Thursday, November 6

Let us promote Iban Language and Literature

“Language is the roadmap of a culture. It tells you where its people came from and where they are going” – Rita Mae Brown, a famous American author.

Like other languages, the Iban Language is an identification of the Iban race and culture. A common language in Sarawak, the Iban language is spoken by other Dayak tribes, Chinese and Malays. You will not be surprised to hear a Chinese talking to another in Iban in some towns like Kapit, Song, Sibu, Simanggang, Lubok Antu, Saratok, Kanowit, Bintulu and Betong.

Like other languages also, the Iban language is being polluted or adulterated by other languages. Also assaulting our culture and language are various influences of today’s global and ICT world as well as certain government policies. When its originality and purity is gone, the Iban culture is also affected. This is the stark reality. Yet many of us seem to be unaware of this trend or just could not be bothered.

During the colonial regime (1946-1963), the Iban language was recognized and even used during the Council Negeri meetings. The Borneo Literature Bureau was set up to help popularize the language through its Iban magazine called Nendak and through the printing of Iban books.

When Sarawak obtained her independence through the formation of Malaysia, the Borneo Literature Bureau (BLB) was abolished and in came Dewan Bahasa dan Pustaka (DBP) some time 1978 to take its place. The abolishment of BLB saw several hundreds of Iban books and magazines destroyed.

I remember several members of Sarawak Dayak National Union (SDNU) led by Sidi Munan tried to salvage some of the books from being burnt at the DBP headquarters near the Printing Department, Kuching.

When Sarawak Dayak Iban Association (SADIA) was formed in early 80s, one of its activities was to revive the learning of Iban Language in schools. A committee was setup together with officials of the Education Department to look into the standardization of spelling, text books and syllabus.

After several years of discussions, the government finally approved the teaching of the language in selected primary and secondary schools in Sarawak. But the lack of reading materials poses a major problem to the teaching of Iban. Even Iban dictionaries are a rare commodity.

However, the Tun Jugah Foundation is currently compiling an Iban dictionary encompassing words spoken by Ibans from Saribas, Sadong, Batang Rajang, Remun and others.

To further instill interest in the study of Iban Language, culture and literature such as renong, dungai, sangai, pantun, sabak, pengap, bejawang wai, etc it is, perhaps, a good idea to revive the defunct Society for the Advancement of Iban Language and Literature (SAILL). Set up in 1967, it died a natural death in the 80s due to lack of interest.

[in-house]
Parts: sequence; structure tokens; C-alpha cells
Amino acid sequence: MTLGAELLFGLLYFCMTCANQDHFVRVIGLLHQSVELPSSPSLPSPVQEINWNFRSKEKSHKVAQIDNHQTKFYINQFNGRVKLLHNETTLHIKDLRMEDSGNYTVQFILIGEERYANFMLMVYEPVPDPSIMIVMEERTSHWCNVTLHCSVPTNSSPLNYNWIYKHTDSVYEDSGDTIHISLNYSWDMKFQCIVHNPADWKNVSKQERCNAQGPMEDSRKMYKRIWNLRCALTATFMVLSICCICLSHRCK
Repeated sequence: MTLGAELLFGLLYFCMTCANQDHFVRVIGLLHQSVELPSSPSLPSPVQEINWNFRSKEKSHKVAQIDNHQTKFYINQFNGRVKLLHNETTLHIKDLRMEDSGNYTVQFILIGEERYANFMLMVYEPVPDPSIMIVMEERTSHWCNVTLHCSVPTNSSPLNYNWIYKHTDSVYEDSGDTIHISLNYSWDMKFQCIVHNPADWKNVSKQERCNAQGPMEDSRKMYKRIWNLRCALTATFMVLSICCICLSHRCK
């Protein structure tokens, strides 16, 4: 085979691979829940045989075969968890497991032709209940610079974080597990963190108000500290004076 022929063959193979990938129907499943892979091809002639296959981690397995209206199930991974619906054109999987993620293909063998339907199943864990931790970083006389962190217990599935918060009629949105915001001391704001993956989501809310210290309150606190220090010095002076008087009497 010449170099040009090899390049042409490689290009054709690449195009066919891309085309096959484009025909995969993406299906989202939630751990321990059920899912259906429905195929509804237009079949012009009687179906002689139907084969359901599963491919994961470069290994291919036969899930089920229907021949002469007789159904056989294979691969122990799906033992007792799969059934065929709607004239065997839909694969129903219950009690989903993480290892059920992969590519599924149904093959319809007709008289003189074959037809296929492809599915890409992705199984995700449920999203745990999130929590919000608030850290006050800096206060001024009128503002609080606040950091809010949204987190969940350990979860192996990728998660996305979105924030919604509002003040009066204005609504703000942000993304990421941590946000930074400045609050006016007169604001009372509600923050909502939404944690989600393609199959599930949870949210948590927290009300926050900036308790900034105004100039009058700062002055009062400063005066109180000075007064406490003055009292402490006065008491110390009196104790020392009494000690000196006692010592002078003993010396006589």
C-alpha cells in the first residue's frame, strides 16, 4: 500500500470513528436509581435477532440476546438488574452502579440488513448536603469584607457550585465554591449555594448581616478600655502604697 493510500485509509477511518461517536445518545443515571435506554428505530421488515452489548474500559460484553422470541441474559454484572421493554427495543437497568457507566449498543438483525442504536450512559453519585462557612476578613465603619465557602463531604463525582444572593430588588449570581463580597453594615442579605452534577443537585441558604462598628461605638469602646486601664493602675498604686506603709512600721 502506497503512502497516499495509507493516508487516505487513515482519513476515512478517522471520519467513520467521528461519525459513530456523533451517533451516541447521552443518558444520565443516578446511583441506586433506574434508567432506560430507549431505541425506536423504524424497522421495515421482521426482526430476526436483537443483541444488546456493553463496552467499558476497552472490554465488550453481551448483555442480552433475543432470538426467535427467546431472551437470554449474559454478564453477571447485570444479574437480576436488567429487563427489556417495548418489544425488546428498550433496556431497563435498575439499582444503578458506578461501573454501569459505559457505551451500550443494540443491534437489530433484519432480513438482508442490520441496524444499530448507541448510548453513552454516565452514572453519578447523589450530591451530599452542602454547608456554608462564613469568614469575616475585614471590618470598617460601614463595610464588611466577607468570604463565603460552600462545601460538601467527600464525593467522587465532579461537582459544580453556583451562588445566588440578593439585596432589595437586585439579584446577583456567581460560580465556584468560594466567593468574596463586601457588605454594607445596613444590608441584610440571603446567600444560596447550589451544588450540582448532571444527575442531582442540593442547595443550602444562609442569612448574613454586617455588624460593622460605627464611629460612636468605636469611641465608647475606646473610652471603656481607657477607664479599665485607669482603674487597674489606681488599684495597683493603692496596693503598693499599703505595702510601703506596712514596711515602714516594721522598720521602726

Its revival now will not only help to complement the works carried out by the Tun Jugah Foundation, Radio and Television Malaysia (Iban Section) and SADIA, but also help to promote it as one of the “lingua francas” of Sarawak.

After all, to quote Angela Carter, “Language is power, life and the instrument of culture, the instrument of domination and liberation”. Sad, isn’t it if our children and their children do not speak Iban properly, do not know their roots and their culture?

Any comment?


kopisejuk said...

good job....preserve the culture

bullshit to the DBP....DBP own by laut...of coz la they try to championing the ketuanan laut

Johnny Jalin said...

Good piece of information and I support it.

I managed to zerox a copy of my late father's works together with the late A.J.N. Richard (Resident) - 'PENEMU BEGISA" from DBP, Kuching.

I remember it was one of the text book for Iban Language when I was in form 2 @ Government Secondary Simanggang!

I sat in Student Committee For Iban Language which conducted Literary Competition in Iban.

Those were the days, boss!


Anonymous said...

I think it is a nobel idea. We should capitalize on the Iban elders who are still around and well verse in Iban Language.

As far as I know there are only a few young Iban who are interested and "knowledgeable" on the subject but their knowledges on the subject are regional biase in nature.



Anonymous said...

ermmm are we going to allow our cultures / language to extinct?

burnt the books? why? the books can bring harm/riot?

anyway, i think the most hijacked words in iban language by fellow malaya language are apai and indai where most iban cildren call their parents as apa(k) (corrupted version of bapak) and mak